Yeldon later dropped a pass when he had a clear route to the end zone and fullback Jalston Fowler dropped another on a potential touchdown. But it was actually a career-best passing day for AJ McCarron and two running backs went over 100 yards. That the Tide missed so many scoring opportunities and still put up 48 points is a testament to how bad Kentucky is rather than a statement of their greatness.

If the Crimson Tide do the same things against LSU in a few weeks (or down the road against someone like, say, Oregon) they may find themselves playing from behind. The Tide has the No. 2 scoring defense in the country, though, so they'll be in any game.

It's a testament to Alabama's recent dominance that there's even the hint of trouble right now, and that might explain the issues in games against people not named Johnny Manziel: It's just not worth putting in 100 percent effort when you don't have to.

5. Steve Spurrier was just Clowney-ing around. Remember the "controversy" over Jadeveon Clowney playing or not playing, caring or not caring, being hurt or not being hurt and Spurrier alternately questioning his commitment and praising his mere presence on Earth?

Well, you've been Spurrier'd. No one manufactures controversy, eliminates controversy, acts like there was never any controversy at all and trolls a vanquished foe quite like Visor Man.2

Spurrier's parting shot to Arkansas that getting blown out 52-7 at Homecoming was "no fun" is the greatest Spurrier troll job since he called Florida State "Free Shoes U." You get bonus points when it's a team you won't play against for, like, the rest of your career.

It still leaves all sorts of unanswered questions about how good South Carolina actually is because the evidence points toward this blowout being an anomaly rather than true-to-form – well, except for Visor Man.

Clowney, though, had only one tackle.

6. The crazy Hog Lady is no match for #karma. Liz Honey returned this week to try to spur her beloved Razorbacks to Come Together for a win over South Carolina. They lost 52-7. It's not Liz Honey's fault. Forces beyond her control are at play.3

From the Bob Stoops Foot-In-Mouth Research Center comes Exhibit B: Jen Bielema (Stoops himself is Exhibit A). Is she a good coach's wife? Sure. Does she understand football? It's possible. Is she causing untold horrors to rain mercilessly down upon the be-snouted minions of the Ozarks? Yes.

It's been four weeks since Jen Bielema, wife of Arkansas coach Bret Bielema, trolled Wisconsin fans for their referee-induced loss to Arizona State. Arkansas hasn't won a game since. The Razorbacks picked up wins over Louisiana-Lafayette, Samford and Southern Mississippi before the tweet and have lost to Rutgers, Texas A&M, Florida and South Carolina since then. The 52-7 loss to the Gamecocks was particularly disheartening after South Carolina looked vulnerable following a poor showing against Kentucky.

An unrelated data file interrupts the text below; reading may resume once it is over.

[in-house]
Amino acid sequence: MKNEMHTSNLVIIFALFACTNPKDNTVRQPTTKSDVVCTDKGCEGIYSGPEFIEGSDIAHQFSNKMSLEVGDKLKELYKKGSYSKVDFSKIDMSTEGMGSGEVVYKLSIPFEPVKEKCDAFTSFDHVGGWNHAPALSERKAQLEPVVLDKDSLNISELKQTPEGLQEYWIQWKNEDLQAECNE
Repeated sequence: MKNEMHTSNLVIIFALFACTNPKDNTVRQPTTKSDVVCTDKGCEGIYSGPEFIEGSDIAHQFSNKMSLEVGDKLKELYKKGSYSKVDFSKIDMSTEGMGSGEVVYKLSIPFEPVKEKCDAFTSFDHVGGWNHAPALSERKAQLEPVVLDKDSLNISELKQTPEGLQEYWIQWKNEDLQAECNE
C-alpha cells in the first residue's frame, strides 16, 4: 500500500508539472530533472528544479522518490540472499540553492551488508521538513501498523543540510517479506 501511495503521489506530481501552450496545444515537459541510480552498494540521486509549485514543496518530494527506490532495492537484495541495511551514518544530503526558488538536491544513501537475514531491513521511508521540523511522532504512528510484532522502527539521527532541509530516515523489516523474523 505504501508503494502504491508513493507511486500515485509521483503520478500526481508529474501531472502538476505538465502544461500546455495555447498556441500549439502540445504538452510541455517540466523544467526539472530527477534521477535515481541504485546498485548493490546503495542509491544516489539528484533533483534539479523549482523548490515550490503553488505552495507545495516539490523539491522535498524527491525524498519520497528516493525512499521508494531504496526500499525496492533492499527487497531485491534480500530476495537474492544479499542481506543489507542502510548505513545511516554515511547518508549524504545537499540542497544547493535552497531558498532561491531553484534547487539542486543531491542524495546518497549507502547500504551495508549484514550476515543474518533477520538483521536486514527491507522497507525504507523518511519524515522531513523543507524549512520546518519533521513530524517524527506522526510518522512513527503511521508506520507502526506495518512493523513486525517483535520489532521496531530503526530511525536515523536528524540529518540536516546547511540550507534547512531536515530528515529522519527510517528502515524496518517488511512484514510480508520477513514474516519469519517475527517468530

Is an ill-advised tweet to blame for the Hogs' misfortune? Of course not. Is that going to stop me from blaming it? Of course not.

Rule No. 1 of being a fan is don't talk trash to other people if you can't tolerate other people talking trash back to you. Rule No. 2 is don't brag about things that haven't happened yet. Rule No. 3 is now known as the Jen Bielema Rule – don't take joy in another team's misfortune without expecting misfortune to strike you back.

A better way of saying that is 3-0 looks really good when you haven't played anybody decent. The only other loss Wisconsin has on the season was 31-24 to Ohio State. The Badgers knocked off No. 19 Northwestern this week, so the karma bug has found a new victim.

But don't worry, Arkansas fans, you're next opponent is only Alabama.

7. LSU is the best team in the SEC. In related news, Les Miles is the best interview in the SEC. I mean, honest to peace, he's not a nail.

Anything that gets Les Miles fired up is a good thing and LSU's 17-6 win over Florida did that. Zach Mettenberger had a pedestrian 152 yards passing, but LSU only attempted 17 throws, completing nine. However, the Tigers ran for 175 yards with 121 coming from Jeremy Hill and kept Florida's offense from having any success.

It was kind of like a hammer and a nail, but don't tell that to Miles.

8. Bo Wallace knows near misses. Last year, Ole Miss almost pulled off an inexplicable win over Texas A&M. Saturday, the Rebels almost did it again.

Wallace threw for 301 yards and three touchdowns, but with time winding down and facing an opportunity to mount a game-winning drive, Ole Miss faltered. It was the second straight year the Rebels lost to A&M by a field goal.

The teams combined for more points in the fourth quarter than they had in the previous three combined. Wallace also ran for 27 yards and led the Rebels to a first half touchdown for the first time in four weeks.